OTTAWA — Canada is bracing for another fight with Quebec separatists.

Premier Pauline Marois Wednesday called an election for April 7 as she met Lieutenant-Governor Pierre Duchesne to ask him to dissolve the provincial legislature. Polls show Marois’s separatist Parti Quebecois may have enough support to form its first majority government in more than a decade.

“Today, I have summoned my ministers and we have taken the necessary steps to dissolve the National Assembly and call an election,” Marois said in televised remarks in Quebec City. “It’s now up to you, Quebeckers, to decide.”

A majority would set the stage in the French-speaking province for a possible referendum on secession from the rest of Canada, roiling credit markets and threatening to push the Canadian dollar lower.

“If they get a majority, I fully expect they will hold a referendum during their next mandate,” said Harold Chorney, a political science professor at Concordia University in Montreal. “Marois isn’t going to give up sovereignty.”

A majority victory for the Parti Quebecois would mark the third time since the mid-1970s the party has taken sole control of the province’s legislature, propelling Quebec into another confrontation with the rest of Canada that a former premier once likened to a never-ending visit to the dentist.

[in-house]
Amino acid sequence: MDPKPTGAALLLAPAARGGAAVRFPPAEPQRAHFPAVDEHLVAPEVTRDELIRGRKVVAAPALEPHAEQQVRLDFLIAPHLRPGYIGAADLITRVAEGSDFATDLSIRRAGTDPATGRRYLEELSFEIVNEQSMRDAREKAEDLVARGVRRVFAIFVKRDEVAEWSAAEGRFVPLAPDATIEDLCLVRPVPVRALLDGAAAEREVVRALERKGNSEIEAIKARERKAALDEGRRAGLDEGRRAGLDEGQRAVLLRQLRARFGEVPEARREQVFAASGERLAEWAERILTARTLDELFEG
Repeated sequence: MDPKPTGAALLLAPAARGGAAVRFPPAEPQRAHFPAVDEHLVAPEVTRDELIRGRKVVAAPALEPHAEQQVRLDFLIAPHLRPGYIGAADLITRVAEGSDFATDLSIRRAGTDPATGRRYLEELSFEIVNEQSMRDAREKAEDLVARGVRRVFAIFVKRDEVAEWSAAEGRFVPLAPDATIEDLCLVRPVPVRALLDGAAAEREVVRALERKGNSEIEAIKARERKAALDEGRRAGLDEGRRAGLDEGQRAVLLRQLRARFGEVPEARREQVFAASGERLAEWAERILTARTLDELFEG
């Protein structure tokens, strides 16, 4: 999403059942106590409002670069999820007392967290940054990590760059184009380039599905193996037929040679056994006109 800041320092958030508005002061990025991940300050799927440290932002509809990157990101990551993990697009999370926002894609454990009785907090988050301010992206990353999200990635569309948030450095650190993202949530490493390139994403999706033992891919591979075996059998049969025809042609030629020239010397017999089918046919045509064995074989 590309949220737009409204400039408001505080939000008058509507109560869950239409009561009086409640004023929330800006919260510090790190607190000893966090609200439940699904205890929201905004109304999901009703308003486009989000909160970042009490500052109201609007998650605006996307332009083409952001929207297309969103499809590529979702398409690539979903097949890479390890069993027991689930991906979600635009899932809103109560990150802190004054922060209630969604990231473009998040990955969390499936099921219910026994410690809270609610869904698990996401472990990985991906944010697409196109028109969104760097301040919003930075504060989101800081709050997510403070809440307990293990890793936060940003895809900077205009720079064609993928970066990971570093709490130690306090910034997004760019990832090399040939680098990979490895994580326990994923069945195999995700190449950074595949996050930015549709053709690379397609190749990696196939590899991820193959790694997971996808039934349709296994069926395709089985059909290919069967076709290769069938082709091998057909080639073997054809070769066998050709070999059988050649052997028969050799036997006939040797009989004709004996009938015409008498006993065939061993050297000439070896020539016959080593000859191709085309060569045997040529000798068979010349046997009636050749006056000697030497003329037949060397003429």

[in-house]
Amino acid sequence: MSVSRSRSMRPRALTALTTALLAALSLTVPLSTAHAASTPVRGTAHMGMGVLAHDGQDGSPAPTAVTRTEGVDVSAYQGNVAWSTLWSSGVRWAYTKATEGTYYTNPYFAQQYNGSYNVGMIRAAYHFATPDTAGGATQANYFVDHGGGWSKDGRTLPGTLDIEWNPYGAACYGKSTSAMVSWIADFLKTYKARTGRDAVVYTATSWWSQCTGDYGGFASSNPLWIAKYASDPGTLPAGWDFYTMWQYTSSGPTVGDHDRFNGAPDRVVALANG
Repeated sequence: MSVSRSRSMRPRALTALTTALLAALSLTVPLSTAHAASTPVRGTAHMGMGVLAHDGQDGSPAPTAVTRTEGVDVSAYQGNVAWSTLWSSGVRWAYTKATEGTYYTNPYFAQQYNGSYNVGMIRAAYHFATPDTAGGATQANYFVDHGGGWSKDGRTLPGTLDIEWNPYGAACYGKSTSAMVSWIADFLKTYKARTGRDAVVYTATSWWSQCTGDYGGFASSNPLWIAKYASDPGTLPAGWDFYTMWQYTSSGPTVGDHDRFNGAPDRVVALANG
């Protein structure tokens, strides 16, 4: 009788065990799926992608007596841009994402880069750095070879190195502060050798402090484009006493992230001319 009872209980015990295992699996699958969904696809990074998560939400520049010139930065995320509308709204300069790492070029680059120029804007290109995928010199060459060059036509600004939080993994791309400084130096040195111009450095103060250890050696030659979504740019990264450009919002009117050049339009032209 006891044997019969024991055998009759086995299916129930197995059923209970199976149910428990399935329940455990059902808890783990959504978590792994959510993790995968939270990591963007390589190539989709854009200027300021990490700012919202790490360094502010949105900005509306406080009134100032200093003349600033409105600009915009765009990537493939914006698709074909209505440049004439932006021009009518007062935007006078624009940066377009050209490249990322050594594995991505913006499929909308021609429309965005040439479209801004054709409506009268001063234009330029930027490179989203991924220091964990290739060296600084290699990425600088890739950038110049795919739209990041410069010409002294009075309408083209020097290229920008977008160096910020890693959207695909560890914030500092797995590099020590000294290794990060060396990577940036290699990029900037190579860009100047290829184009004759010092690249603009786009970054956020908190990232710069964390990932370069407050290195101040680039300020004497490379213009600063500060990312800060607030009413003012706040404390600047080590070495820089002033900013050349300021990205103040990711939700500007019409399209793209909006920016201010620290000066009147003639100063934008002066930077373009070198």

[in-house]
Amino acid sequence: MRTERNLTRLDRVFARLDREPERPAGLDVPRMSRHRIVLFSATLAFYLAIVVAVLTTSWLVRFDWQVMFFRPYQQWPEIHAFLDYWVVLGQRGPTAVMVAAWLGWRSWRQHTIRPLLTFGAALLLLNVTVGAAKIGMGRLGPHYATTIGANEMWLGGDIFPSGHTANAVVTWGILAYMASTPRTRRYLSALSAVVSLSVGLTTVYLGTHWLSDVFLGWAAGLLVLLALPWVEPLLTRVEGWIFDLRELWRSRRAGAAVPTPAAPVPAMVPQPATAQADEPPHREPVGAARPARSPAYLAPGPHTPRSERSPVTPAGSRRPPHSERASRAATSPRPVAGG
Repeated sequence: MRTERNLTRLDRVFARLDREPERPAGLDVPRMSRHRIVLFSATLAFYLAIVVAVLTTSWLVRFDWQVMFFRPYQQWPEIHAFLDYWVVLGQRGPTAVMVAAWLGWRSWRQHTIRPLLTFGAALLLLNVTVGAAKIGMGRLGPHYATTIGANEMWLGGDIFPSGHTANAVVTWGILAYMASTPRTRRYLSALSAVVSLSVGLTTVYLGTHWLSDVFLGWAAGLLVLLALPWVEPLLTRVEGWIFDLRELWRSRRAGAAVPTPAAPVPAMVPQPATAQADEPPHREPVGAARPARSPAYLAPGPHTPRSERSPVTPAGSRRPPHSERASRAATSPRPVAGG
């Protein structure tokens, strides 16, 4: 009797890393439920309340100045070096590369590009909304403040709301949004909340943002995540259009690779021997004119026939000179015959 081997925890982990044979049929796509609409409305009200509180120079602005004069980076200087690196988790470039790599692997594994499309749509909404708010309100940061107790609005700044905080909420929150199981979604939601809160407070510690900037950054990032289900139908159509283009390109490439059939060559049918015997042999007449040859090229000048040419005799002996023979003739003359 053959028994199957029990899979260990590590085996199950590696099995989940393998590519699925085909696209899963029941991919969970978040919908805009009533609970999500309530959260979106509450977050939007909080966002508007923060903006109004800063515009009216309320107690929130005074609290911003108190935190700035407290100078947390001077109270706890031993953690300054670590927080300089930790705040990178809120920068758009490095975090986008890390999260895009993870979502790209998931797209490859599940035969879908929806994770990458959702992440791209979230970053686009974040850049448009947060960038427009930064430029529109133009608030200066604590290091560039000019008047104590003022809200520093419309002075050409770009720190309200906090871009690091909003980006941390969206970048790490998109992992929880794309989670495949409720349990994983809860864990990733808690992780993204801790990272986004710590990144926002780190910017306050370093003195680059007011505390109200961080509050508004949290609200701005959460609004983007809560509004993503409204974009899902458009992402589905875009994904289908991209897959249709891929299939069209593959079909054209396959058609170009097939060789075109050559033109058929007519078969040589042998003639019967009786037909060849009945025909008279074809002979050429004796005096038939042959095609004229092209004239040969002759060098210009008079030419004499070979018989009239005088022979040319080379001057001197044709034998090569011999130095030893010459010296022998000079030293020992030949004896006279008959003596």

Quebec has held two plebiscites on splitting from Canada — in 1980 and 1995 — under previous Parti Quebecois majority governments. The party will hold a third vote if a victory is in sight, Jean-François Lisée, Quebec’s international relations minister, told ICI Radio-Canada television March 1. The separatists came within 0.6 of a percentage point of gaining majority support in the 1995 referendum, but support for the cause has been stalled in the 30 percent range in recent years.

“The Americans or foreign investors or whatnot, I imagine they wouldn’t take it that well,” said Darcy Browne, managing director of currencies at Canadian Imperial Bank of Commerce’s CIBC World Markets unit in Toronto.

Thirty-seven percent of respondents in a Léger Marketing Internet poll published Wednesday by Journal de Montreal and the TVA television network said they would back the Parti Quebecois if an election were held now, compared with 35 percent for the Liberal Party.

That result may be enough for the separatists to form a majority government, TVA reported.

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